Lydney Park Roman Camp
Lydney Park Roman Camp
A Roman temple and villa complex stand upon an earlier Iron Age hill fort on a high bluff overlooking the River Severn. Part of the Lydney Park estate.


The first evidence of Roman occupation at Lydney comes from around 250 AD. Excavations have revealed evidence of workers' huts, probably used by labourers in the nearby iron-mines. Sometime around AD 364, a rectangular temple was erected on the site. The temple measures roughly 80 x 60 feet, with heavy buttresses to stabilise the building. The interior face of the buttresses have small niches cut into them, probably to display statues.

There is a single entrance in the south-east of the temple, with a short flight of steps into the temple interior. The far end (in the north-west) is divided into three compartments. This suggests that a tripartite god was worshipped here, with each room representing a different aspect of the god's attributes.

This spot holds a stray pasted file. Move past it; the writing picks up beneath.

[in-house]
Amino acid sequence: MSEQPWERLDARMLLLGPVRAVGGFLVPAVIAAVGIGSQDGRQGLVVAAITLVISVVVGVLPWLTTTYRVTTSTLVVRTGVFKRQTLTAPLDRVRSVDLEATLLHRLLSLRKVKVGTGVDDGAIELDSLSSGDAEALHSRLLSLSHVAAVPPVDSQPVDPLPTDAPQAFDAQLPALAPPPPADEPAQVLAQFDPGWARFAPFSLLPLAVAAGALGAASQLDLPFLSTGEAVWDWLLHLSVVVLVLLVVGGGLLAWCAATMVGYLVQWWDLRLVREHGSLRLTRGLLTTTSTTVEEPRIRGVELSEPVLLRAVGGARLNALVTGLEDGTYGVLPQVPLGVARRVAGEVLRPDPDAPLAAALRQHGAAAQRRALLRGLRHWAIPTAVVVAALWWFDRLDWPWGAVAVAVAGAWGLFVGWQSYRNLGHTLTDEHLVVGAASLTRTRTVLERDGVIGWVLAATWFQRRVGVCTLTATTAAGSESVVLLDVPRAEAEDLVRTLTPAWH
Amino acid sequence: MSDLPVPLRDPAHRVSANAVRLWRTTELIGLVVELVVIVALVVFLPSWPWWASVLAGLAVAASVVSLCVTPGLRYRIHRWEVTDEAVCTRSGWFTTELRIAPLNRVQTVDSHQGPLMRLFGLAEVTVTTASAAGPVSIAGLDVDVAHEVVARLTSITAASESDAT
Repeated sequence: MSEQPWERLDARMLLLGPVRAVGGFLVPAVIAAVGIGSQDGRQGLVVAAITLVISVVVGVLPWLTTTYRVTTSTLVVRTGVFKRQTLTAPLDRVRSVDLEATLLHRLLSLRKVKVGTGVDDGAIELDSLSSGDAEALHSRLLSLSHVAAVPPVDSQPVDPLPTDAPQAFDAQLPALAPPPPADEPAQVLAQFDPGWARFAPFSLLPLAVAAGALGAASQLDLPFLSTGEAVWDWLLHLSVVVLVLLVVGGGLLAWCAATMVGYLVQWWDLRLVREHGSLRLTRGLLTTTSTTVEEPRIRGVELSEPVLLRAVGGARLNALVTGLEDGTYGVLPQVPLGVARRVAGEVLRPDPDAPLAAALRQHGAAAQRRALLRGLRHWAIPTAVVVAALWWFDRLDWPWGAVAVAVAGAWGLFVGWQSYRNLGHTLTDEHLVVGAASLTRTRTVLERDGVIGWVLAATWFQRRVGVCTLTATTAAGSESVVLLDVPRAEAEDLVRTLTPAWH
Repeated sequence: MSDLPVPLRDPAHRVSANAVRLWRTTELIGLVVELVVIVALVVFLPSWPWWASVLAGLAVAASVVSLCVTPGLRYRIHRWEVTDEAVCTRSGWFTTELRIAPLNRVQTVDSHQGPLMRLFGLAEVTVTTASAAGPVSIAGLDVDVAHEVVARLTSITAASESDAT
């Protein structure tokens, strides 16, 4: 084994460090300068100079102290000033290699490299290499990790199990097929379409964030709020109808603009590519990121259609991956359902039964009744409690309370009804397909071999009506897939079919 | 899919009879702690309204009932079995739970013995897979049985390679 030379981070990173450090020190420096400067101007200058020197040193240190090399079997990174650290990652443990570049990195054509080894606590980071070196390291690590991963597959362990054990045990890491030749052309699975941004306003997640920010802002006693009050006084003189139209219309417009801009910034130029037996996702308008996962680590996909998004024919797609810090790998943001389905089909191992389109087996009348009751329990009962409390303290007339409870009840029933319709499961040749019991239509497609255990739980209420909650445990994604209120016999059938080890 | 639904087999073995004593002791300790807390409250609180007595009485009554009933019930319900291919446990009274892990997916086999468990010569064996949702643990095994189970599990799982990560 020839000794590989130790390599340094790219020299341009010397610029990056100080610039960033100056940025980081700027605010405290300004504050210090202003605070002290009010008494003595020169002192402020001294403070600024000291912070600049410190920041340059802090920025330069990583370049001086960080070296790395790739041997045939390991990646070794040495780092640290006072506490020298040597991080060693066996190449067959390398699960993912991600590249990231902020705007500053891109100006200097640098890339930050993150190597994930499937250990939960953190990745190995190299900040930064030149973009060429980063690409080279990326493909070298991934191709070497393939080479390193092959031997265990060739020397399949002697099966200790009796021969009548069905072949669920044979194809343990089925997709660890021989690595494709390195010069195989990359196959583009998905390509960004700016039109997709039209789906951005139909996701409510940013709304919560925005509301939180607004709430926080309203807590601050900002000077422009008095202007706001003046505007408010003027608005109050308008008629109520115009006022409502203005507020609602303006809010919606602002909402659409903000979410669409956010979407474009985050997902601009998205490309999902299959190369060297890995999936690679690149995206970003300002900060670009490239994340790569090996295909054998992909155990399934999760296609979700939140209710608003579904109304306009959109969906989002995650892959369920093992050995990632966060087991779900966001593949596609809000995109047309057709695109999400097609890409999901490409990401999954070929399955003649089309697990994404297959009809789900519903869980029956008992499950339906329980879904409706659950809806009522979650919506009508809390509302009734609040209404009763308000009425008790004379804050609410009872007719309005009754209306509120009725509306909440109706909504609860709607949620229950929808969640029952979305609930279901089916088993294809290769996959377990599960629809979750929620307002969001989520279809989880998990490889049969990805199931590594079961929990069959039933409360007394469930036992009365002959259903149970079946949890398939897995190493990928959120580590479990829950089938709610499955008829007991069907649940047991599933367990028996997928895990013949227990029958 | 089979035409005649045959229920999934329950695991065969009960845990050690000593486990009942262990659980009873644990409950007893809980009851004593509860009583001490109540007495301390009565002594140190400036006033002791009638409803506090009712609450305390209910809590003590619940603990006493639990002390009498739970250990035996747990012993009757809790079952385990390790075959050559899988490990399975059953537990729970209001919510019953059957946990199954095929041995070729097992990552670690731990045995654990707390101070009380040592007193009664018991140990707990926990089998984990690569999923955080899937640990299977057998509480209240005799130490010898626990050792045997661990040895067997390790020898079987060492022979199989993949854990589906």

Archaeologists discovered over 8000 coins on the temple site, which seems to have been used well into the 5th century, after the Romans had left Britain. One find was a bronze plaque depicting a woman, and over 300 bracelets and pins suggest some form of healing cult. Mosaic fragments show fishermen, a sea god, and tritons, showing a link to the Celtic god Nodens, roughly equivalent to the Roman war-god Mars. One bronze object showed a sea-god driving a chariot.

One of the artefacts found during excavations on the site was a Romano-British cast bronze sculpture of a dog. This dog likeness has become the symbol for Lydney Park Estate.

Excavations have also shown that the site was occupied long before the arrival of the Romans, probably as early as 100 BC.


The estate is open on specified days in spring and summer. Visits include an opportunity to explore the Roman camp, enjoy the woodland garden, and visit a New Zealand museum.